Pump malfunction at a water treatment plant turns Ohio water pink
A “do not drink” order has been lifted in Coal Grove, Ohio, after pink water ran through the water system. According to WSAZ, hundreds of residents awoke to pink water in their sinks and toilets Monday, June 3.
Officials said the water was not dangerous for people, but could harm clothing when doing laundry according to WSAZ. The water was caused by a nearby water plant pump malfunction that caused “too much of a chemical to be released into the water system,” according to correspondence from the village.
Stephen Burchett, water treatment plant operator for Coal Grove, said the pump the malfunctioned overnight, dumping a large quantity of sodium permanganate into the water, which gave the water a hot pink color.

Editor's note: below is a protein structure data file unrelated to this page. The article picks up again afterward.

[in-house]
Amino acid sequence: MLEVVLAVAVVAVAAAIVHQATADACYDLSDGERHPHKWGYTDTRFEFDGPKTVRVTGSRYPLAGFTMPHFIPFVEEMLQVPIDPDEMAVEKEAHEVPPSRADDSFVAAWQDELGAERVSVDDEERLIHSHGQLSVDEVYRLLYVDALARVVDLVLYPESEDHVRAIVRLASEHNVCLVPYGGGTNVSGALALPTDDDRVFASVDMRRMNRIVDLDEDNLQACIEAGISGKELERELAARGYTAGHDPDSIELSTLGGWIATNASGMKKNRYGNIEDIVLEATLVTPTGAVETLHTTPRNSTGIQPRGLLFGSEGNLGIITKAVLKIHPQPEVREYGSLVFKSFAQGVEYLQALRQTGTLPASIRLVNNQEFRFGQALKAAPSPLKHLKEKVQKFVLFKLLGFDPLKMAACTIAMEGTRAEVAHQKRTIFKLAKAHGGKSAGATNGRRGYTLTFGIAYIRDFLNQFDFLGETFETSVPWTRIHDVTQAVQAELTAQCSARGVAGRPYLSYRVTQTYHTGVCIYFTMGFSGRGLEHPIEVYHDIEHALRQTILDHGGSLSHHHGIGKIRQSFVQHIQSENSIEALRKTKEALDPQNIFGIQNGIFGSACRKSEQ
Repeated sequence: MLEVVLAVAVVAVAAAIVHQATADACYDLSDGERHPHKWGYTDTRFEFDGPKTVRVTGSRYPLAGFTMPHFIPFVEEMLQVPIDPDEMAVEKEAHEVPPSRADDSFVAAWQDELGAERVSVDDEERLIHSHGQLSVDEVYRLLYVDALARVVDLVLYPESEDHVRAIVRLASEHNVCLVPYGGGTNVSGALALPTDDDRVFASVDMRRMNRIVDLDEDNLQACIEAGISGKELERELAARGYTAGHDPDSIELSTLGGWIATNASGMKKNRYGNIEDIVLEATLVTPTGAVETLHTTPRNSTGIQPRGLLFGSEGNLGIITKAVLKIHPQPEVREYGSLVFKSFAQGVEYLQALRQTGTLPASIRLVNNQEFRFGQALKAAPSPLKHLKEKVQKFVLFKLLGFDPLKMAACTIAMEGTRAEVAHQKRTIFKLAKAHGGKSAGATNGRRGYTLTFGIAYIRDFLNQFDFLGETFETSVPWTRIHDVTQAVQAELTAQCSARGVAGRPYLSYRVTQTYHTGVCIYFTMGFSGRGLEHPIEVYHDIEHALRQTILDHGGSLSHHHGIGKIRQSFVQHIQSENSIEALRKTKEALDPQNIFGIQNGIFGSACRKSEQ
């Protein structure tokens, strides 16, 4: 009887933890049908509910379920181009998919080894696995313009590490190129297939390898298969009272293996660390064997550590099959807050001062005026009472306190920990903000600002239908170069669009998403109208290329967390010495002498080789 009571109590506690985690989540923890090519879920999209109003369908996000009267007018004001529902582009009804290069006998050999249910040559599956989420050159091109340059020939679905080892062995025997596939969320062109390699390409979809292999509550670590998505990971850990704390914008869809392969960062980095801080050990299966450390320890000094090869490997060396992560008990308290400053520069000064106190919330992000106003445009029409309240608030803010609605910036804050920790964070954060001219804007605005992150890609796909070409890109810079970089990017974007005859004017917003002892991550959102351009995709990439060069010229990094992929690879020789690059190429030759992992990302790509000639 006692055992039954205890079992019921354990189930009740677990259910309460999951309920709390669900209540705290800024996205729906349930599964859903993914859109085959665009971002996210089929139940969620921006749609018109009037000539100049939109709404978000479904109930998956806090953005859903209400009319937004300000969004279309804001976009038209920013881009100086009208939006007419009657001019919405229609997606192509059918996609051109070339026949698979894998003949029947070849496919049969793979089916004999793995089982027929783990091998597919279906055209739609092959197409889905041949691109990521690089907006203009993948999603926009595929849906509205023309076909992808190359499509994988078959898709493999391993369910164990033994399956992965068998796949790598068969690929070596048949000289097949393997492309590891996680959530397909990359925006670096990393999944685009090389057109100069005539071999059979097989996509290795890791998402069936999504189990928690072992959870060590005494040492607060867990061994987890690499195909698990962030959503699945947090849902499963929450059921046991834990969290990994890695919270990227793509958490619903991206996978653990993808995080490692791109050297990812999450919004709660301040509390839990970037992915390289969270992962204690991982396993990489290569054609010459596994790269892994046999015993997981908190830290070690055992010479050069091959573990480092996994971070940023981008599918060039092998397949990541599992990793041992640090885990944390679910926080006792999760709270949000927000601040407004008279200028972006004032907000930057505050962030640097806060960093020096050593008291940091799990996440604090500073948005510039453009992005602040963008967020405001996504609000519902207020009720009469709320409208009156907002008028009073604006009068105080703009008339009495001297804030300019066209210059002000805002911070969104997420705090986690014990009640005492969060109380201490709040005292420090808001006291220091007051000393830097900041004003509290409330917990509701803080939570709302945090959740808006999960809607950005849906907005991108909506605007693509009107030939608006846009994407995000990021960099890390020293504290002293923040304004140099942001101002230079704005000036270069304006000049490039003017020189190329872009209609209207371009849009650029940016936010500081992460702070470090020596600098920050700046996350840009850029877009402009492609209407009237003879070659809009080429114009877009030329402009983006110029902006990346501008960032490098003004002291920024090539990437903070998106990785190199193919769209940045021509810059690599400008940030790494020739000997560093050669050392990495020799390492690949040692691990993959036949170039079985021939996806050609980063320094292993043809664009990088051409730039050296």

“No, once it dilutes out, it is not dangerous at all,” Burchett told WSAZ.
Burchett said the pump broke after the last check Sunday night. More than 100 lb of sodium permanganate entered the system in a short time span, which is greater than the approximately7 lb of sodium permanganate that usually is used each day.
According to WSAZ, “sodium permanganate takes the iron and manganese out of the water.” When adding iron remover to the sodium permanganate, the water turns clear.
Village officials said it tested the water and have been in contact with the U.S. EPA Tuesday.
"We are below the health risk limits of our water," village officials told WSAZ.
Resident Rhona Dillon ran a load of laundry before realizing her water was pink.
“It was too late for my church camp shirts, which they can’t be replaced,” Dillon said to WSAZ. “Hopefully, hopefully it will come out. I’m hoping.”
On Monday, June 3, officials told residents not to drink, bathe, or wash clothes until the water is clear.
The statement was posted on the village's website before 9 a.m. June 3. At the time, officials said the water is expected to be clear in three to four hours.